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Veterinary Public Health

Veterinary Public Health

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Veterinary Public Health Program
313 N Figueroa St. Rm 1127
Los Angeles, CA 90012
Tel (213) 989-7060
Tel: (877) 747-2243
Fax (213) 481-2375
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Canine Influenza – local cases

Outbreak of new strain of canine influenza in Midwest. 4.12.15



In June 2011, the Veterinary Public Health & Rabies Control Program was notified about four puppies that tested positive for Canine Influenza by PCR in the South Bay Area.   The puppies originally were turned in to a local animal shelter, where they were vaccinated against canine influenza (killed virus), in addition to Distemper, Hepatitis, Leptospirosis, Parainfluenza, Parvovirus (DHLPP) and Bordetella.  They were emaciated and tested positive for Demodex.  The puppies were then rescued and treated at a local veterinary hospital.  They had slight fevers when first examined, and developed a slight cough a week after entering the hospital.  PCR testing for canine influenza was performed on pharyngeal and conjunctival swabs collected on the first day of coughing.  Their illness was mild and recovery was seen within days. It remains unclear where the puppies contracted the infection.  There was no indication of a larger outbreak at the clinic.



In July  2007 a veterinarian in the San Gabriel Valley reported a cluster of respiratory disease associated with the dog boarding section of their facility.  A total of approximately 40 dogs became ill over a period of 3 weeks.  Exposure to canine influenza was confirmed by serologic testing in 5 of the cases. Vigorous infection control measures were implemented to control the outbreak. Most of the dogs had mild symptoms, although four dogs developed  pneumonia.  This outbreak appeared to be triggered after a puppy from Colorado, sick with pneumonia, was brought into the clinic. The canine influenza vaccine was not available in 2007, so none of the dogs had been vaccinated.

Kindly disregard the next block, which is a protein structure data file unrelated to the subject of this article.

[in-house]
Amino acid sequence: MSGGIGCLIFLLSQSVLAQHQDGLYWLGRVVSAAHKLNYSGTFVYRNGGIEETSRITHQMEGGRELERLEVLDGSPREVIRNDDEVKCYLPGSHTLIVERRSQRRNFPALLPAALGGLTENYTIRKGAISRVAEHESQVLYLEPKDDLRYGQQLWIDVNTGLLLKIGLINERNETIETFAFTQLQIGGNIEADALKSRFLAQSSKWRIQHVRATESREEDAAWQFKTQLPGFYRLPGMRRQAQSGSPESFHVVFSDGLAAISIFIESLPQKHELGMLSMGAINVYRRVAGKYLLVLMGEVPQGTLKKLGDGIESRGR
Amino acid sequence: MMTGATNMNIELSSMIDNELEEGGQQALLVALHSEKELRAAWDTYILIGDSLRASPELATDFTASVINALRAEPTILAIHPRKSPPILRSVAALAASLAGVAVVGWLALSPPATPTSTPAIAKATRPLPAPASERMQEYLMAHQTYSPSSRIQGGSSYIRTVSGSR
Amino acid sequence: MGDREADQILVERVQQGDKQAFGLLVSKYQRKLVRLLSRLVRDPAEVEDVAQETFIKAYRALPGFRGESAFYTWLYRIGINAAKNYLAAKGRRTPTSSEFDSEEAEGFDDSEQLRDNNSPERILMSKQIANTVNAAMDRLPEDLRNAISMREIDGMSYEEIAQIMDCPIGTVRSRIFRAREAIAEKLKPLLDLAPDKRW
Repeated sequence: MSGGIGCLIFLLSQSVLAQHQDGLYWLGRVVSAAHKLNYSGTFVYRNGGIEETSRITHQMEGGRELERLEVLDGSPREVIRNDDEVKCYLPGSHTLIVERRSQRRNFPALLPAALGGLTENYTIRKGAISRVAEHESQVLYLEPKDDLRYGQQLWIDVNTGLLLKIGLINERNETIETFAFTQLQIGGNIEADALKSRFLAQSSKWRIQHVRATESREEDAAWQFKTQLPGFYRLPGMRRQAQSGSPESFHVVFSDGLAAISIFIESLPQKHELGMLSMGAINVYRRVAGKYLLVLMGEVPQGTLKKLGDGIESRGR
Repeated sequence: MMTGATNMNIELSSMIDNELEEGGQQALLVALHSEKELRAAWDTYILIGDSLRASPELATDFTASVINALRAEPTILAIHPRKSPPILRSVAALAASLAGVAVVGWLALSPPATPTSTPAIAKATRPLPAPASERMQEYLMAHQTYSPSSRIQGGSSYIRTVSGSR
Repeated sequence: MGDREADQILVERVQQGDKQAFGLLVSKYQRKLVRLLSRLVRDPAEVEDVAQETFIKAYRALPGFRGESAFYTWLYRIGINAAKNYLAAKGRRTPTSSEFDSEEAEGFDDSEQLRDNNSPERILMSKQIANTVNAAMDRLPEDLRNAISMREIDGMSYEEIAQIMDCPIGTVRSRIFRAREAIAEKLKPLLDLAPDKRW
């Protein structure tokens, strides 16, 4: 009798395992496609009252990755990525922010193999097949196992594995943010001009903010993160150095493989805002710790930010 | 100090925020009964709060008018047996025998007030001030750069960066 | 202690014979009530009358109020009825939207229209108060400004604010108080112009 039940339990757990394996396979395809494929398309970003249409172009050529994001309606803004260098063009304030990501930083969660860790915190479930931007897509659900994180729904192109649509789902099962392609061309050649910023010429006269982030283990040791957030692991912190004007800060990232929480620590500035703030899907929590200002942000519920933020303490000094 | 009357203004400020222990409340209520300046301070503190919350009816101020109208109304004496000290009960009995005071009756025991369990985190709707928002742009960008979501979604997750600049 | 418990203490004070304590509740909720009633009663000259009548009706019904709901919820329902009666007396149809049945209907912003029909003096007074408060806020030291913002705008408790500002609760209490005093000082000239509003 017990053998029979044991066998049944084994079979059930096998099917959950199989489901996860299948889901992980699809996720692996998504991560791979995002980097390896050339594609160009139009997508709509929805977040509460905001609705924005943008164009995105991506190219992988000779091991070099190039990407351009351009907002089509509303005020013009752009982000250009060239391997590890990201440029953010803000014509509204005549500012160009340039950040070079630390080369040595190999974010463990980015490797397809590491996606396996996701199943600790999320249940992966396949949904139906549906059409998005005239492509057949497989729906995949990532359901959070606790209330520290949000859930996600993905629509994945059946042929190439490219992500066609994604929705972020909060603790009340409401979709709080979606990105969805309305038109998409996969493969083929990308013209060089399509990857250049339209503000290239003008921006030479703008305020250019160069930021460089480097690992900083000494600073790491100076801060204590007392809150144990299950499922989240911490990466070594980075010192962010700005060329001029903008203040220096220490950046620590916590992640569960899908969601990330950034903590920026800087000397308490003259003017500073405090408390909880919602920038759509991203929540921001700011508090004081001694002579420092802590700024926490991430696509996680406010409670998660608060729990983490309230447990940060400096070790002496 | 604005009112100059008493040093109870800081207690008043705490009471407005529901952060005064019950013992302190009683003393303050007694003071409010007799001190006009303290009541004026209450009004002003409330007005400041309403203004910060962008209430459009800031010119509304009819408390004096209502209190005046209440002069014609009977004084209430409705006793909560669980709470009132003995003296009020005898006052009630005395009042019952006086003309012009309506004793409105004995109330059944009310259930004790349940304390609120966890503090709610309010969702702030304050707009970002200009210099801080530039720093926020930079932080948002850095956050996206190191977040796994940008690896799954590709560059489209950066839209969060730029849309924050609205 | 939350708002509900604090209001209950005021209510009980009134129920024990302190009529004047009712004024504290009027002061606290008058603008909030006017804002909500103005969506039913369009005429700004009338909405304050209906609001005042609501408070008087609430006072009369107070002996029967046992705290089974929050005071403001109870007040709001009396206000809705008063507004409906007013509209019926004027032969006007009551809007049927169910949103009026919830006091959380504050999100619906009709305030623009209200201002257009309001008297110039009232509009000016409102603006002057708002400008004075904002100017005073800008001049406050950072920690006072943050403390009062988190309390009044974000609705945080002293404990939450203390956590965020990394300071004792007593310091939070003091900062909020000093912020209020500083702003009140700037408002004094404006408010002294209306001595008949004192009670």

In September 2005, an Inglewood veterinarian confirmed four cases among dogs that had been at a single boarding facility at various times during August of that year. Veterinary Public Health conducted extensive surveillance for 6 months following that outbreak, but did not detect additional cases.

Canine Influenza causes a respiratory illness, with symptoms including cough, runny nose, fever, pneumonia and occasionally death. Dogs become ill 2 to 5 days after being exposed. The illness can last for weeks, but dogs are typically contagious for only 7 to 10 days. Many infected dogs may not show any signs, but are able to spread the disease.

Since dogs with Canine Influenza may present with symptoms similar to other common canine respiratory diseases, testing is needed to confirm a diagnosis. Acute ill dogs may be tested by PCR, while those that have been ill for several days would need to be tested by serology.

To determine whether canine influenza has become established in Los Angeles County, Veterinary Public Health is again requesting veterinarians to report any confirmed or suspect cases of Canine Influenza by faxing in a completed Canine Influenza Reporting Form. In addition, report any outbreaks of canine respiratory disease, whether or not a cause has been identified.

Article summarizing Challenges of Diagnosing Canine Influenza (H3N8) infection 11.10.11

Canine Influenza Case Reporting Form 2010
Canine Influenza Testing Information 2011
Canine Influenza Information for Dog Owners 2007
Nationwide Canine Influenza Statistics - Cornell Animal Diagnostic Laboratory
AVMA Information on Canine Influenza
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